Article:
If you have any sense of humor or fun at all you will watch this movie and the first one, preferable in chronological order. As completely ludicrous as the premise is, the alien is hysterical whenever on screen (I’ve never really seen snappy come-backs come through in subtitles quite like they do here). The alien’s face looks like the ‘roll down prices’ smiley face from Walmart, always grinning manically even when talking about horrors. The effects are cartoony, but really good overall. It’s not as madcap as the first one but fixes a lot of the original’s plot holes and bizarre circumstance with clever retconning. Assassination Classroom Graduation moves at a million miles a second and every moment is an explosive wonder.
Dir: Craig Anderson
It’s Christmas time in Australia (or it may be the American South? Dee Wallace is American but her children are all played by Australians. I wasn’t ever sure. I digress) and Diane (Dee Wallace) is having the family in for Christmas before she sells the family home and travels to Europe. The children don’t get along, one is religious, the other is not, etc. All that is interrupted when a bandaged stranger named Cletus appears at their door with a letter for his ‘mother’. The letter says that Diane tried to abort Cletus twenty years earlier and he was rescued by an anti-abortion activist; who raised him. Diane violently rejects him and has Cletus tossed from the house. Unfortunately for them all, Cletus has been raised by a radically religious, vengeful man and he’s going to get some righteous revenge with a hatchet!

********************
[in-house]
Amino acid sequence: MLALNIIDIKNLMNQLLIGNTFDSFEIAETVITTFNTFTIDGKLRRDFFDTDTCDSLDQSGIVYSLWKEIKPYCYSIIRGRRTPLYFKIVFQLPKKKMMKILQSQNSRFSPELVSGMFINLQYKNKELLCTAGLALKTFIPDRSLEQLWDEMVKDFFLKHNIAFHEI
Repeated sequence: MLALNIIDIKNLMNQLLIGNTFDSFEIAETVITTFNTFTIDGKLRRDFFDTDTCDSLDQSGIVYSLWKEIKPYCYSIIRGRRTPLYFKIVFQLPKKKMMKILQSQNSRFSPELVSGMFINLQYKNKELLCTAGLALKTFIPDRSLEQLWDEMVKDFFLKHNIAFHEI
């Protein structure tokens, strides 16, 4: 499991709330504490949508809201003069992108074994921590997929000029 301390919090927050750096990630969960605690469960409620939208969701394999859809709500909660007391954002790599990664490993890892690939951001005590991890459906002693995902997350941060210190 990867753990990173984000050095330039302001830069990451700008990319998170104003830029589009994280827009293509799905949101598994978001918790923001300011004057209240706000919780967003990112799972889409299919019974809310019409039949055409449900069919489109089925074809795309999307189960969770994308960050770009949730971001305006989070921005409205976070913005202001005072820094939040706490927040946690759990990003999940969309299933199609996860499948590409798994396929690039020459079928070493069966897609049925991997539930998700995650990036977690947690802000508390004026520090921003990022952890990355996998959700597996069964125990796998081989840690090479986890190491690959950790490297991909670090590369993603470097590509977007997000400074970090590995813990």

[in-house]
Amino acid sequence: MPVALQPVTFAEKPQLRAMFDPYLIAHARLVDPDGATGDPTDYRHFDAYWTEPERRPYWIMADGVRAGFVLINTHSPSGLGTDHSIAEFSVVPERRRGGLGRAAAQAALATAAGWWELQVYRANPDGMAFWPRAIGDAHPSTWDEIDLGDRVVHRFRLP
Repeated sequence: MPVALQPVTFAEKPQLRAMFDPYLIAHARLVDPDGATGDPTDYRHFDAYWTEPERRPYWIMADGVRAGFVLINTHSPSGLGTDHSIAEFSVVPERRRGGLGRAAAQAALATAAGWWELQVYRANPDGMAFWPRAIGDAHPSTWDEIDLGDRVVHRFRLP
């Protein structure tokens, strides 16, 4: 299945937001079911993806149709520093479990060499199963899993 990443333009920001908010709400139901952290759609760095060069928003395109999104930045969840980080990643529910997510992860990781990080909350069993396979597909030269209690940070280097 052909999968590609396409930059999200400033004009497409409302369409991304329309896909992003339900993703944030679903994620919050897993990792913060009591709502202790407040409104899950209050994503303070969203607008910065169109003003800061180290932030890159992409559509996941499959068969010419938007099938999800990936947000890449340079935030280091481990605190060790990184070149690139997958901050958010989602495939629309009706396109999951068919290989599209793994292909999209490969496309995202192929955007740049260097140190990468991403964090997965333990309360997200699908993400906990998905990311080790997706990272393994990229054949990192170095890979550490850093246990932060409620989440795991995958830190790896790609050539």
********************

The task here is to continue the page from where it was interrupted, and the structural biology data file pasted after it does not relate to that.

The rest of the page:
Don’t let the abortion motif fool you, there’s not a real political message here. The whole thing just provides a twisted set up to a more or less typical isolated-house-late-at-night slaughter fest. Dee Wallace stars and also serves as producer, adding class and credibility to the production, but once the hatchet starts flying the film goes mostly by the numbers. The kills are plentiful, but a little generic and, weirdly, the film often cuts away from gore or only shows the aftermath of an attack.
Adam Ruhl is a writer and life long Cinephile. He is the Executive
Cinema Editor of Pop Culture Beast’s Austin branch; covering festivals,
conventions, and new releases. When not filing reports, Adam can be
found stalking Alamo Drafthouse Programmers for leads on upcoming
DrafthouseFilms titles. Adam once blocked Harry Knowles entrance to a
theater until he was given extra tickets to a Roman Polanski movie.